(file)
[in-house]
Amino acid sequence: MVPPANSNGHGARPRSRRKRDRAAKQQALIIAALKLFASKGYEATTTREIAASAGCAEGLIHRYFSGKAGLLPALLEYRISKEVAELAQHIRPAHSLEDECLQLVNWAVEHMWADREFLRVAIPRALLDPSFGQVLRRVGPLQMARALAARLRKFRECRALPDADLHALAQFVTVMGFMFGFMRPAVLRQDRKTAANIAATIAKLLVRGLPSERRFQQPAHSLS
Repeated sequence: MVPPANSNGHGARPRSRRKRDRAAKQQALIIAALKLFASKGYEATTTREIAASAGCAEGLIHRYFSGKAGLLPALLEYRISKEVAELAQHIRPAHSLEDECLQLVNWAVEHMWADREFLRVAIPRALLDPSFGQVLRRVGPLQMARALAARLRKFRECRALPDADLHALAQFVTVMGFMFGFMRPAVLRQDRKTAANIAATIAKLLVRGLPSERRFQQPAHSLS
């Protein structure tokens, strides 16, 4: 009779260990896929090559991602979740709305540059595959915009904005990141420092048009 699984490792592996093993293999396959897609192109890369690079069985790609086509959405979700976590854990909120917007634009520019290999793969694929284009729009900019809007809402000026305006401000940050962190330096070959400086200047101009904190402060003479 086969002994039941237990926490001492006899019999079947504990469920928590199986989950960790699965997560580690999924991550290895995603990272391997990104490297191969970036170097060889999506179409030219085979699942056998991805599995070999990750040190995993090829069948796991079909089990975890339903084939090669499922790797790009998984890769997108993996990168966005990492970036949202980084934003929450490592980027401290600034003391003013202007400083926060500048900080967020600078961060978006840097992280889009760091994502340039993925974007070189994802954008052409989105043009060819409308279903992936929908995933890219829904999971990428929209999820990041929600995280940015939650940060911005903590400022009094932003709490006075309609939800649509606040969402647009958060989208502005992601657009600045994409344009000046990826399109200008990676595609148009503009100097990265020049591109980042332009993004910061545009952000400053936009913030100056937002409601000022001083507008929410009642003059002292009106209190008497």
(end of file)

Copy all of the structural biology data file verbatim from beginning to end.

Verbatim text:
[in-house]
Amino acid sequence: MVPPANSNGHGARPRSRRKRDRAAKQQALIIAALKLFASKGYEATTTREIAASAGCAEGLIHRYFSGKAGLLPALLEYRISKEVAELAQHIRPAHSLEDECLQLVNWAVEHMWADREFLRVAIPRALLDPSFGQVLRRVGPLQMARALAARLRKFRECRALPDADLHALAQFVTVMGFMFGFMRPAVLRQDRKTAANIAATIAKLLVRGLPSERRFQQPAHSLS
Repeated sequence: MVPPANSNGHGARPRSRRKRDRAAKQQALIIAALKLFASKGYEATTTREIAASAGCAEGLIHRYFSGKAGLLPALLEYRISKEVAELAQHIRPAHSLEDECLQLVNWAVEHMWADREFLRVAIPRALLDPSFGQVLRRVGPLQMARALAARLRKFRECRALPDADLHALAQFVTVMGFMFGFMRPAVLRQDRKTAANIAATIAKLLVRGLPSERRFQQPAHSLS
């Protein structure tokens, strides 16, 4: 009779260990896929090559991602979740709305540059595959915009904005990141420092048009 699984490792592996093993293999396959897609192109890369690079069985790609086509959405979700976590854990909120917007634009520019290999793969694929284009729009900019809007809402000026305006401000940050962190330096070959400086200047101009904190402060003479 086969002994039941237990926490001492006899019999079947504990469920928590199986989950960790699965997560580690999924991550290895995603990272391997990104490297191969970036170097060889999506179409030219085979699942056998991805599995070999990750040190995993090829069948796991079909089990975890339903084939090669499922790797790009998984890769997108993996990168966005990492970036949202980084934003929450490592980027401290600034003391003013202007400083926060500048900080967020600078961060978006840097992280889009760091994502340039993925974007070189994802954008052409989105043009060819409308279903992936929908995933890219829904999971990428929209999820990041929600995280940015939650940060911005903590400022009094932003709490006075309609939800649509606040969402647009958060989208502005992601657009600045994409344009000046990826399109200008990676595609148009503009100097990265020049591109980042332009993004910061545009952000400053936009913030100056937002409601000022001083507008929410009642003059002292009106209190008497």